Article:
Part 5: Thousand Endless Ages
My essence thin amongst windswept clouds,
I ascended ethereal light, between life and
Death, songs of silver moon, orbing planets,
By Ancient Sylvae, I was neither forgotten nor
Forsaken me, sidereal Ekho by my side, we
Streamed in crystal atmosphere, beyond cedar
Groves. As earth epochs rose and fell, I yearned
For sunlit mountain meadows, grazing sheep,
Oneness with all I was and knew.
As if memories belonged to another, painful
Past faded, Sylvae granted life anew, rustic
Shepherdess or temple priestess, to worship
Gods as heart decreed, earth ages separated
From war, famine, and disease. Shepherdess
And divine messenger I became, hymns and
Songs sipped from sacred streams, where at
Their fountainhead, Ancient Sylvae first
Invited: “Come drink from us.”
O! Iolanthe, maiden-child of shepherd clans,
Return to warmth of flowered meadows, shelter
Of mountaintop dominion, deathless constancy,
Sunlit celestial dome, infinite views with margins
Near, life without need or want, winding paths,
Music of grazing sheep occupying days, pilgrims
Seeking god-provided messages, evening meals
And prayers round campfires, faithful hearts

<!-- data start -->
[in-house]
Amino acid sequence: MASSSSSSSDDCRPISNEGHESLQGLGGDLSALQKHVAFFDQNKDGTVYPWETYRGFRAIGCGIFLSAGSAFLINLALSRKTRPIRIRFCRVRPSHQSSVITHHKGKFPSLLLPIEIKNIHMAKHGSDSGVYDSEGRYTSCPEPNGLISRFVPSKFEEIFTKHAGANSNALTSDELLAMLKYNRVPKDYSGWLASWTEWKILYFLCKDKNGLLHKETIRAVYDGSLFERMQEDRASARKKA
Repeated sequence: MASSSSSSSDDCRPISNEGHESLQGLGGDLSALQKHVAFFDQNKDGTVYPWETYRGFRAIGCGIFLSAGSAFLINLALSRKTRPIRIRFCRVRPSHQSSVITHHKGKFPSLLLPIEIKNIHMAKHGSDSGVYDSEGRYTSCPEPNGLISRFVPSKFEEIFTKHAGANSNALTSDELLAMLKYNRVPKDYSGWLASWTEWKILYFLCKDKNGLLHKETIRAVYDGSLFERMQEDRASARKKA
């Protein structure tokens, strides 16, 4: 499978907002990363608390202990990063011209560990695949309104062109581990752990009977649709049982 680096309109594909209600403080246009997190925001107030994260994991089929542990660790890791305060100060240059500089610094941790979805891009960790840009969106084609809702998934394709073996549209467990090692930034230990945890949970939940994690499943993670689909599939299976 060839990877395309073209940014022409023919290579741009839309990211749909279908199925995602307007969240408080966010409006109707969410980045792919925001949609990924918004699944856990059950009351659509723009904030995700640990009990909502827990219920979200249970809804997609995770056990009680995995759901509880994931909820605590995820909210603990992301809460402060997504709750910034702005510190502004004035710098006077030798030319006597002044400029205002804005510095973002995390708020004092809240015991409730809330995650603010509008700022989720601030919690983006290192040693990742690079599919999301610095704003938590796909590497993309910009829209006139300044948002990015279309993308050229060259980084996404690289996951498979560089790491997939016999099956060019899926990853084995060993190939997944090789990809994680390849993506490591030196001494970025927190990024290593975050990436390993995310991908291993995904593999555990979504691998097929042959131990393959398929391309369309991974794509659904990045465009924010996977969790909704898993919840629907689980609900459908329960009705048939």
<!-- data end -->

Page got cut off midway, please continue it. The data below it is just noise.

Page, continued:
Resting from spiritual climbs.
For days, I took mountain paths, Ekho exploring,
Pilgrims greeted, lyrical verses conveyed, hymns
And prayers along our winding route. Upon high
Peaks, I reached dome of liquid transparent sky,
Touching ripples made. Alas! Realization struck,
My life and world were divine magic spell, days
Decade-divided, shepherdess kept as wandering
Lamb. Without oil, lamps burned; same melodies
Of sheep bells forever played.
Thus was my existence amongst green pastures,
No wants at quiet streams. Lo! Upon limitless
Years, my decision made, to make prison of
Paradise or paradise of prison, for they were
Each the same, to accept dome of liquid sky or
To cast myself into deep pools, my soul and body
Floating free. Such strength I did not possess.
Thus, here I have existed, thousand endless
Ages with Ekho at my side.
In last stanza, there are references to Psalm 23 and
to John Milton’s “Paradise Lost.” Can you find them?
This is the last poem of this series.